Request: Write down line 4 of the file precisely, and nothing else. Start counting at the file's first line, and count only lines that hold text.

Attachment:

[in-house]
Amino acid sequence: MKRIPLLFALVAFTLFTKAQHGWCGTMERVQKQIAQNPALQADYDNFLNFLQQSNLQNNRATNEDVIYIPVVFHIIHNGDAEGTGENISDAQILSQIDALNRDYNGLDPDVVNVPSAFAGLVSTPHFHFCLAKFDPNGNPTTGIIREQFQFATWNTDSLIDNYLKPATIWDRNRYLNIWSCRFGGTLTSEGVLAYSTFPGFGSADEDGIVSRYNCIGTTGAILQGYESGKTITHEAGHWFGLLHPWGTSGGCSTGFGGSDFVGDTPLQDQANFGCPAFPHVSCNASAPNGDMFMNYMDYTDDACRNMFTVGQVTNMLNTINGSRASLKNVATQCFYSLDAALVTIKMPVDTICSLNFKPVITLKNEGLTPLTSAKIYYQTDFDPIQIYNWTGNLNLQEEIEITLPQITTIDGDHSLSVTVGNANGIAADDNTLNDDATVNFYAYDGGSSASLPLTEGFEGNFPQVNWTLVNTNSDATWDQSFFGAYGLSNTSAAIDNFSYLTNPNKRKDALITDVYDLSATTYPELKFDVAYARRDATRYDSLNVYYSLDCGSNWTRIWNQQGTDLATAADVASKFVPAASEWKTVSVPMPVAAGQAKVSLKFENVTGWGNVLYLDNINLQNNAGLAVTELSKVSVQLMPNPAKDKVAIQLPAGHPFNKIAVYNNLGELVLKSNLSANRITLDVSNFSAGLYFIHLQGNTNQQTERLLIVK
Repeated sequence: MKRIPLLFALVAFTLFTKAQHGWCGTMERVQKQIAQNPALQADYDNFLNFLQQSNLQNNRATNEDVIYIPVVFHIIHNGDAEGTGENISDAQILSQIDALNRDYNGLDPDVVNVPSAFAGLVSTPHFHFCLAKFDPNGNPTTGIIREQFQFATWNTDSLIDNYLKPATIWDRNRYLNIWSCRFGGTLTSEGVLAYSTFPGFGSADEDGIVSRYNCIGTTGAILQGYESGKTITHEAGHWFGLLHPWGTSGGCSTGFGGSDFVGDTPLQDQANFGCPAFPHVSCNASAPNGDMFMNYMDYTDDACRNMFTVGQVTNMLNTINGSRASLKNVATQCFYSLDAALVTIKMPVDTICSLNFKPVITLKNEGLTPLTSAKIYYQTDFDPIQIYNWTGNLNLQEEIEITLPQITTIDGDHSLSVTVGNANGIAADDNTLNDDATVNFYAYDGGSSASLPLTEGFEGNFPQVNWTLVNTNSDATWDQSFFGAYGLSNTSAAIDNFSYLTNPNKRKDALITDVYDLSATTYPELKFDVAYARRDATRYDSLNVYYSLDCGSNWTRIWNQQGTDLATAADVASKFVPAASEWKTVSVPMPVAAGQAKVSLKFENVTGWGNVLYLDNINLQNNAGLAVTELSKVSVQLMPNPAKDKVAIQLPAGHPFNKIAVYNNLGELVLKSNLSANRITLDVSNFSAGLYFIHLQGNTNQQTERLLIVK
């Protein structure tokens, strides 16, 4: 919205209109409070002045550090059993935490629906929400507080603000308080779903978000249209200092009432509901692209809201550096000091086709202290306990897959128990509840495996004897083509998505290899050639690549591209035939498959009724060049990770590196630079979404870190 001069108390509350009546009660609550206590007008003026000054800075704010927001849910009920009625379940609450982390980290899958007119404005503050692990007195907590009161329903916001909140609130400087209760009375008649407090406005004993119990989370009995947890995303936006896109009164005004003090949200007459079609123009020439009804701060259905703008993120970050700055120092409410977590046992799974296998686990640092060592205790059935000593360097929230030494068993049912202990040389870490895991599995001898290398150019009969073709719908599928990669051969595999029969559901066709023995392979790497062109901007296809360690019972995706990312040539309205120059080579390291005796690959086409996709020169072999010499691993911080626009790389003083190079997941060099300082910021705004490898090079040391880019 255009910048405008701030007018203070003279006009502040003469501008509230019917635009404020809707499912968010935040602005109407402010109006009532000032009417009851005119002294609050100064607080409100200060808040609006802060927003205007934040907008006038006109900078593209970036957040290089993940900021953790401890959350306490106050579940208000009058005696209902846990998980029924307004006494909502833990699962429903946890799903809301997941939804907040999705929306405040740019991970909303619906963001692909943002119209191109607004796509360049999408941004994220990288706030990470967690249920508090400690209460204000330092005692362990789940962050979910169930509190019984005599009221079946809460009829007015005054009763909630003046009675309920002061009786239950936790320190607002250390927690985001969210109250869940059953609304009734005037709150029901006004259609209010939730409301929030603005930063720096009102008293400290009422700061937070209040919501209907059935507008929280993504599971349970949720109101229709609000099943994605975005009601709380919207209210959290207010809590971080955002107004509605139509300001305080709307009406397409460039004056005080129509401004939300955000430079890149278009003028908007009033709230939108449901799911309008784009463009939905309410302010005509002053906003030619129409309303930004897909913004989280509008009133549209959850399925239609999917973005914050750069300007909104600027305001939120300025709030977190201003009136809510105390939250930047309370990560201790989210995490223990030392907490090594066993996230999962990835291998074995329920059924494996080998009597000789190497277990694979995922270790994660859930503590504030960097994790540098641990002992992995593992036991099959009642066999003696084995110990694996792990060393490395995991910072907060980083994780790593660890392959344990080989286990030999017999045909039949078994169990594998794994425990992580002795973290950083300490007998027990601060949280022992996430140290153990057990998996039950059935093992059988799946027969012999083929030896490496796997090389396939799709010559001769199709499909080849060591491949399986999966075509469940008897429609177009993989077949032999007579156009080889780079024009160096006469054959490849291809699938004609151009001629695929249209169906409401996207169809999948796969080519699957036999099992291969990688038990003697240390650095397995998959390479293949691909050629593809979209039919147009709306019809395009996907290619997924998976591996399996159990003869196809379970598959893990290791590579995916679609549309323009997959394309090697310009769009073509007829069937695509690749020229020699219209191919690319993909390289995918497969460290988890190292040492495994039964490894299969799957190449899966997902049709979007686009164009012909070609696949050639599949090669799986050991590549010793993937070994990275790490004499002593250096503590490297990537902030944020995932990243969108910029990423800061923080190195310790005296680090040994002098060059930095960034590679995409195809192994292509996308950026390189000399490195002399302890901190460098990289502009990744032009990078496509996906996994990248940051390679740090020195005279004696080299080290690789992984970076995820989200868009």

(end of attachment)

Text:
């Protein structure tokens, strides 16, 4: 919205209109409070002045550090059993935490629906929400507080603000308080779903978000249209200092009432509901692209809201550096000091086709202290306990897959128990509840495996004897083509998505290899050639690549591209035939498959009724060049990770590196630079979404870190 001069108390509350009546009660609550206590007008003026000054800075704010927001849910009920009625379940609450982390980290899958007119404005503050692990007195907590009161329903916001909140609130400087209760009375008649407090406005004993119990989370009995947890995303936006896109009164005004003090949200007459079609123009020439009804701060259905703008993120970050700055120092409410977590046992799974296998686990640092060592205790059935000593360097929230030494068993049912202990040389870490895991599995001898290398150019009969073709719908599928990669051969595999029969559901066709023995392979790497062109901007296809360690019972995706990312040539309205120059080579390291005796690959086409996709020169072999010499691993911080626009790389003083190079997941060099300082910021705004490898090079040391880019 255009910048405008701030007018203070003279006009502040003469501008509230019917635009404020809707499912968010935040602005109407402010109006009532000032009417009851005119002294609050100064607080409100200060808040609006802060927003205007934040907008006038006109900078593209970036957040290089993940900021953790401890959350306490106050579940208000009058005696209902846990998980029924307004006494909502833990699962429903946890799903809301997941939804907040999705929306405040740019991970909303619906963001692909943002119209191109607004796509360049999408941004994220990288706030990470967690249920508090400690209460204000330092005692362990789940962050979910169930509190019984005599009221079946809460009829007015005054009763909630003046009675309920002061009786239950936790320190607002250390927690985001969210109250869940059953609304009734005037709150029901006004259609209010939730409301929030603005930063720096009102008293400290009422700061937070209040919501209907059935507008929280993504599971349970949720109101229709609000099943994605975005009601709380919207209210959290207010809590971080955002107004509605139509300001305080709307009406397409460039004056005080129509401004939300955000430079890149278009003028908007009033709230939108449901799911309008784009463009939905309410302010005509002053906003030619129409309303930004897909913004989280509008009133549209959850399925239609999917973005914050750069300007909104600027305001939120300025709030977190201003009136809510105390939250930047309370990560201790989210995490223990030392907490090594066993996230999962990835291998074995329920059924494996080998009597000789190497277990694979995922270790994660859930503590504030960097994790540098641990002992992995593992036991099959009642066999003696084995110990694996792990060393490395995991910072907060980083994780790593660890392959344990080989286990030999017999045909039949078994169990594998794994425990992580002795973290950083300490007998027990601060949280022992996430140290153990057990998996039950059935093992059988799946027969012999083929030896490496796997090389396939799709010559001769199709499909080849060591491949399986999966075509469940008897429609177009993989077949032999007579156009080889780079024009160096006469054959490849291809699938004609151009001629695929249209169906409401996207169809999948796969080519699957036999099992291969990688038990003697240390650095397995998959390479293949691909050629593809979209039919147009709306019809395009996907290619997924998976591996399996159990003869196809379970598959893990290791590579995916679609549309323009997959394309090697310009769009073509007829069937695509690749020229020699219209191919690319993909390289995918497969460290988890190292040492495994039964490894299969799957190449899966997902049709979007686009164009012909070609696949050639599949090669799986050991590549010793993937070994990275790490004499002593250096503590490297990537902030944020995932990243969108910029990423800061923080190195310790005296680090040994002098060059930095960034590679995409195809192994292509996308950026390189000399490195002399302890901190460098990289502009990744032009990078496509996906996994990248940051390679740090020195005279004696080299080290690789992984970076995820989200868009």